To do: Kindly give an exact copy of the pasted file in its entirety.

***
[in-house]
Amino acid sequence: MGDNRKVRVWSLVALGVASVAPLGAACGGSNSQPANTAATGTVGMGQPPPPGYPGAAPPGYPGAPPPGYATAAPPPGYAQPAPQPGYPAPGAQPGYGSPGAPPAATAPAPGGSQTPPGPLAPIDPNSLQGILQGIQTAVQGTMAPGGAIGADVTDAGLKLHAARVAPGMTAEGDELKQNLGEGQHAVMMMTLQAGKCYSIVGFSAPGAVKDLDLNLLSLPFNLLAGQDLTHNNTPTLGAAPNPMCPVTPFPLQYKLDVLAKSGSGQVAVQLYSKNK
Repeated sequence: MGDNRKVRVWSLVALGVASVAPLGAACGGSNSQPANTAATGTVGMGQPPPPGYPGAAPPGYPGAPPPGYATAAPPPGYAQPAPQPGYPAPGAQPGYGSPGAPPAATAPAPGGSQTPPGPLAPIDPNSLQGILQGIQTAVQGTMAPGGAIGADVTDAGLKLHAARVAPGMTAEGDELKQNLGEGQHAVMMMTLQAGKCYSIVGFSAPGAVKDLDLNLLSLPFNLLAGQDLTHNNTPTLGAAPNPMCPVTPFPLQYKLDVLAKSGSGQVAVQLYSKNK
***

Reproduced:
[in-house]
Amino acid sequence: MGDNRKVRVWSLVALGVASVAPLGAACGGSNSQPANTAATGTVGMGQPPPPGYPGAAPPGYPGAPPPGYATAAPPPGYAQPAPQPGYPAPGAQPGYGSPGAPPAATAPAPGGSQTPPGPLAPIDPNSLQGILQGIQTAVQGTMAPGGAIGADVTDAGLKLHAARVAPGMTAEGDELKQNLGEGQHAVMMMTLQAGKCYSIVGFSAPGAVKDLDLNLLSLPFNLLAGQDLTHNNTPTLGAAPNPMCPVTPFPLQYKLDVLAKSGSGQVAVQLYSKNK
Repeated sequence: MGDNRKVRVWSLVALGVASVAPLGAACGGSNSQPANTAATGTVGMGQPPPPGYPGAAPPGYPGAPPPGYATAAPPPGYAQPAPQPGYPAPGAQPGYGSPGAPPAATAPAPGGSQTPPGPLAPIDPNSLQGILQGIQTAVQGTMAPGGAIGADVTDAGLKLHAARVAPGMTAEGDELKQNLGEGQHAVMMMTLQAGKCYSIVGFSAPGAVKDLDLNLLSLPFNLLAGQDLTHNNTPTLGAAPNPMCPVTPFPLQYKLDVLAKSGSGQVAVQLYSKNK